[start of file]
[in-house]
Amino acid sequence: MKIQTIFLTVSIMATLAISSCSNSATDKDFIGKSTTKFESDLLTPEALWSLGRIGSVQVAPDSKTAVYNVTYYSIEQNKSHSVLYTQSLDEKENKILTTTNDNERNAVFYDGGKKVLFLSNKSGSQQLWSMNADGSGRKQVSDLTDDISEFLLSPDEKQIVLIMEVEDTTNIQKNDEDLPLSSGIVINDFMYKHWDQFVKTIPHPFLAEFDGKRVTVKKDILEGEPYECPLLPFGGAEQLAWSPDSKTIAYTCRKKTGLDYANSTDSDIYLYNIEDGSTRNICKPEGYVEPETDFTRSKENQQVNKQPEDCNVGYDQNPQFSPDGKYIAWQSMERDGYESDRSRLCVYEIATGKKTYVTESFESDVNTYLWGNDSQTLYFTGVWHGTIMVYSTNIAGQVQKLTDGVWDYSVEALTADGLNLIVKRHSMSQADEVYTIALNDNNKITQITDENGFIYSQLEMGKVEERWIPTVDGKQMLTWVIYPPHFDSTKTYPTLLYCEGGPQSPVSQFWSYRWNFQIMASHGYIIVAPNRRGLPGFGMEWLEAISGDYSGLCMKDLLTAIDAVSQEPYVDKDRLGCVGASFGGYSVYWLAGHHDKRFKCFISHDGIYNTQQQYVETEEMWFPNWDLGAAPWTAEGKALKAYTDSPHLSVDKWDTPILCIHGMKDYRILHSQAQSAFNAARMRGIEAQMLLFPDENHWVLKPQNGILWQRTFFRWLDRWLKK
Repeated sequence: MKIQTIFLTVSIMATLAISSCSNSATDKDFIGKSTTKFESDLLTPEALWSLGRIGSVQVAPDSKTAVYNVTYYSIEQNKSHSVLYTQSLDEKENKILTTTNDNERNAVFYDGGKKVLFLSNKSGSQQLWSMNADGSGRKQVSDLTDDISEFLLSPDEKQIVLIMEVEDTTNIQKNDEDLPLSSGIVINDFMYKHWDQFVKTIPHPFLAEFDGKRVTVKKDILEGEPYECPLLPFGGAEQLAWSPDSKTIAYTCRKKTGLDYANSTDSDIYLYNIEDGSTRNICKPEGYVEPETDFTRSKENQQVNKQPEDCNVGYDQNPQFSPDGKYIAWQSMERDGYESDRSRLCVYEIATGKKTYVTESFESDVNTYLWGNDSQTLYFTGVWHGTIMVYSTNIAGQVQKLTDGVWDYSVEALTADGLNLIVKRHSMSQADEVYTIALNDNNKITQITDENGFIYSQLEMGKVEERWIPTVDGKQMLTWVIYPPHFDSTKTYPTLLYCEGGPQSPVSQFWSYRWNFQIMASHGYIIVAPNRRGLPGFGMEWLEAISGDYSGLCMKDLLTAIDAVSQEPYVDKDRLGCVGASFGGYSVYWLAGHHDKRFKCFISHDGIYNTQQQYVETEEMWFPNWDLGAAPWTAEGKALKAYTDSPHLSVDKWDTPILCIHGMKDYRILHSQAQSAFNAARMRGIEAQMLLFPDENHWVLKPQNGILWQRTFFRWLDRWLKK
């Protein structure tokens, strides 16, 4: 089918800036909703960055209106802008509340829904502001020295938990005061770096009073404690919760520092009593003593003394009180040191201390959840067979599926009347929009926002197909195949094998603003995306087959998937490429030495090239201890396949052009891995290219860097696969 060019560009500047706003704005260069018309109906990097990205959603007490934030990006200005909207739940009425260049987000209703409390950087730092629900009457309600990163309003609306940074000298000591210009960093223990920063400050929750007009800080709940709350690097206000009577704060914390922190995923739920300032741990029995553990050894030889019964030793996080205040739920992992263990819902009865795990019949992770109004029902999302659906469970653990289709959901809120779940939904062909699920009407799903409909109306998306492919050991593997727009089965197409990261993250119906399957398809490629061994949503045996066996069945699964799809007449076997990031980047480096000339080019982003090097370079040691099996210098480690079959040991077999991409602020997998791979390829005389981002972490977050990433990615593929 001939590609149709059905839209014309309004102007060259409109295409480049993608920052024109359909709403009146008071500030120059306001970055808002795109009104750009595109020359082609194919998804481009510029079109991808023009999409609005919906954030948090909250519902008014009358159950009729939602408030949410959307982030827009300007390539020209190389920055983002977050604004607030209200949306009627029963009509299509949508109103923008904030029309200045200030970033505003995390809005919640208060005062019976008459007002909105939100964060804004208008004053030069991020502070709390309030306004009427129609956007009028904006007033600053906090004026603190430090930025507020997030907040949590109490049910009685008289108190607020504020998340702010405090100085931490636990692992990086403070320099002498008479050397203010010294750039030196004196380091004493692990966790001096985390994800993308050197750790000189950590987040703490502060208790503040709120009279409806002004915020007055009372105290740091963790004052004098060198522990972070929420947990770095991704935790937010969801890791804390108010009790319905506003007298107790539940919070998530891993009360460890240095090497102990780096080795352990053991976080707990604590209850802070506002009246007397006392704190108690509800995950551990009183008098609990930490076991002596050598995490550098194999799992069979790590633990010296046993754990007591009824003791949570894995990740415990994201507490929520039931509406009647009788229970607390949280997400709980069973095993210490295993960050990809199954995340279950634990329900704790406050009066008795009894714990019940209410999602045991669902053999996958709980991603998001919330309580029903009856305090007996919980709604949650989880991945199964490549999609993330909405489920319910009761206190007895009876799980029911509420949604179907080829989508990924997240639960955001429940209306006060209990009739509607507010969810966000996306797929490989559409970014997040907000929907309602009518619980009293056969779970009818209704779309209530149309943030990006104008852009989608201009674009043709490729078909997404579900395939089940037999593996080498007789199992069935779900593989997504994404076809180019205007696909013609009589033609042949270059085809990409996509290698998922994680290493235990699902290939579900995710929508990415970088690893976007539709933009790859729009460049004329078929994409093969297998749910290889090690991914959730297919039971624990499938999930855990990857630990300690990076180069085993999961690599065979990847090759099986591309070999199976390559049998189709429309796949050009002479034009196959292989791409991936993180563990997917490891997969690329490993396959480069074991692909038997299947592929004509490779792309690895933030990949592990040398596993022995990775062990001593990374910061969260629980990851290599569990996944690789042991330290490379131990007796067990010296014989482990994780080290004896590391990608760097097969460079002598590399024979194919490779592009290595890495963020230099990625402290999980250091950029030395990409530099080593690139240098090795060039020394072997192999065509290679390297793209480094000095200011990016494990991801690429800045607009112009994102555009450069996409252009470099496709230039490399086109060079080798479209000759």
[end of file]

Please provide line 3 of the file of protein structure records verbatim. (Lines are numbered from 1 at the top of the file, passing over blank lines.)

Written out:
Repeated sequence: MKIQTIFLTVSIMATLAISSCSNSATDKDFIGKSTTKFESDLLTPEALWSLGRIGSVQVAPDSKTAVYNVTYYSIEQNKSHSVLYTQSLDEKENKILTTTNDNERNAVFYDGGKKVLFLSNKSGSQQLWSMNADGSGRKQVSDLTDDISEFLLSPDEKQIVLIMEVEDTTNIQKNDEDLPLSSGIVINDFMYKHWDQFVKTIPHPFLAEFDGKRVTVKKDILEGEPYECPLLPFGGAEQLAWSPDSKTIAYTCRKKTGLDYANSTDSDIYLYNIEDGSTRNICKPEGYVEPETDFTRSKENQQVNKQPEDCNVGYDQNPQFSPDGKYIAWQSMERDGYESDRSRLCVYEIATGKKTYVTESFESDVNTYLWGNDSQTLYFTGVWHGTIMVYSTNIAGQVQKLTDGVWDYSVEALTADGLNLIVKRHSMSQADEVYTIALNDNNKITQITDENGFIYSQLEMGKVEERWIPTVDGKQMLTWVIYPPHFDSTKTYPTLLYCEGGPQSPVSQFWSYRWNFQIMASHGYIIVAPNRRGLPGFGMEWLEAISGDYSGLCMKDLLTAIDAVSQEPYVDKDRLGCVGASFGGYSVYWLAGHHDKRFKCFISHDGIYNTQQQYVETEEMWFPNWDLGAAPWTAEGKALKAYTDSPHLSVDKWDTPILCIHGMKDYRILHSQAQSAFNAARMRGIEAQMLLFPDENHWVLKPQNGILWQRTFFRWLDRWLKK